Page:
Human Adaptation in the Asian Palaeolithic: Hominin Dispersal and Behaviour During the Late Quaternary
This book examines the first human colonization of Asia and particularly the tropical environments of Southeast Asia during the Upper Pleistocene. In studying the unique character of the Asian archaeological record, it reassesses long-accepted propositions about the development of human 'modernity.' Ryan J. Rabett reveals an evolutionary relationship between colonization, the challenges encountered during this process - especially in relation to climatic and environmental change - and the forms of behaviour that emerged. This book argues that human modernity is not something achieved in the remote past in one part of the world, but rather is a diverse, flexible, responsive, and ongoing process of adaptation.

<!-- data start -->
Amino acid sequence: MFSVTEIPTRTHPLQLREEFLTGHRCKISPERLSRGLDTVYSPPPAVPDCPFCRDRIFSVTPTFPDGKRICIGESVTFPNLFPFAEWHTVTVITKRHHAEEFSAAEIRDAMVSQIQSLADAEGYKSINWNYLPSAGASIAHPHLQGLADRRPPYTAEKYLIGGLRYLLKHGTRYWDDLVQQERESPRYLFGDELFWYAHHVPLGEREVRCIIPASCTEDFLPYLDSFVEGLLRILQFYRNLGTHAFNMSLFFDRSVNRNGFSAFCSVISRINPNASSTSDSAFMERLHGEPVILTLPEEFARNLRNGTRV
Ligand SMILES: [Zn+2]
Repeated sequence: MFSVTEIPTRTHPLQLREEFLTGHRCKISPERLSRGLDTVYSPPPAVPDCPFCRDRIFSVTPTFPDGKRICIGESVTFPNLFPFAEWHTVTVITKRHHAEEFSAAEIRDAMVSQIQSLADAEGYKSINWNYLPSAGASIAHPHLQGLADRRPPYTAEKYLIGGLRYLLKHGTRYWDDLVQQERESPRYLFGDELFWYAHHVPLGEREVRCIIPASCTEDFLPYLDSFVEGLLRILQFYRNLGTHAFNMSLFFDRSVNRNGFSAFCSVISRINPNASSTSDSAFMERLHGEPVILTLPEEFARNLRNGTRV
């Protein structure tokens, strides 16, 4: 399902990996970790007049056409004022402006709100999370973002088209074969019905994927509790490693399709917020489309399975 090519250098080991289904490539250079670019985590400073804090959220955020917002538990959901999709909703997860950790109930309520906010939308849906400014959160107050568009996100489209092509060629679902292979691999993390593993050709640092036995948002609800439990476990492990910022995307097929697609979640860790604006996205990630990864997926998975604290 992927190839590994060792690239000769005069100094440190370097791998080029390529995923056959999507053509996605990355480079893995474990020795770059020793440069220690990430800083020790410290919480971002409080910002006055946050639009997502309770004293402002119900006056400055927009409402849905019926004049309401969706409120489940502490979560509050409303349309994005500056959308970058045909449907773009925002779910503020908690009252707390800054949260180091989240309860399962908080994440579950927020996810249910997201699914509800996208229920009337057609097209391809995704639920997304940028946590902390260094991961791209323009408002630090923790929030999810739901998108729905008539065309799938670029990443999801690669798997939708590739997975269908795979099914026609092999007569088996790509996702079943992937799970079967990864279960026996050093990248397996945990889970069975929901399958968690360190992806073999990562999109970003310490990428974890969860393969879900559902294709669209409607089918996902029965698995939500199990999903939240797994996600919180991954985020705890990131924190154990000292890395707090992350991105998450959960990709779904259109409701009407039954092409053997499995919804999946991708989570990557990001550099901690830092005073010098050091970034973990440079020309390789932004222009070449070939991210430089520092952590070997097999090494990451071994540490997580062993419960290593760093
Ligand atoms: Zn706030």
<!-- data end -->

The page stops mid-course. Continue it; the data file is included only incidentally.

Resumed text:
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adaptive Africa appear archaeological artefacts Asian Aurignacian behaviour Bellwood bone tool Cercopithecidae chert climatic colonization comparatively component contexts cultural currently cut—marks cycles dates deposits dispersal Early Holocene environmental environments erectus Europe evidence excavated fauna ﬁnds ﬁrst ﬂakes fossil fragments frequency freshwater genetic glacial Gua Sagu Gua Tenggek habitats Hang Boi Hangus Heinrich events Hoabinhian Holocene hominin ice core identiﬁed indicate industry interglacial island landscape Last Termination Late Pleistocene layers Lenggong levels Lobang Hangus Malaysia material midden Middle Palaeolithic Middle Pleistocene modern humans Niah Caves northern occupation ofHuman ofthe period Phase pieces Piper population prehistoric presence probably Quaternary Rabett radiocarbon radiocarbon dates rainforest record recovered region remains retouched Sahul sample sapiens sediment sequence shell signiﬁcant Southeast Asia species speciﬁc spit stone stratigraphic subsistence suggests taxa Thailand tropical Upper Palaeolithic Upper Pleistocene Vietnam West Mouth Zuraina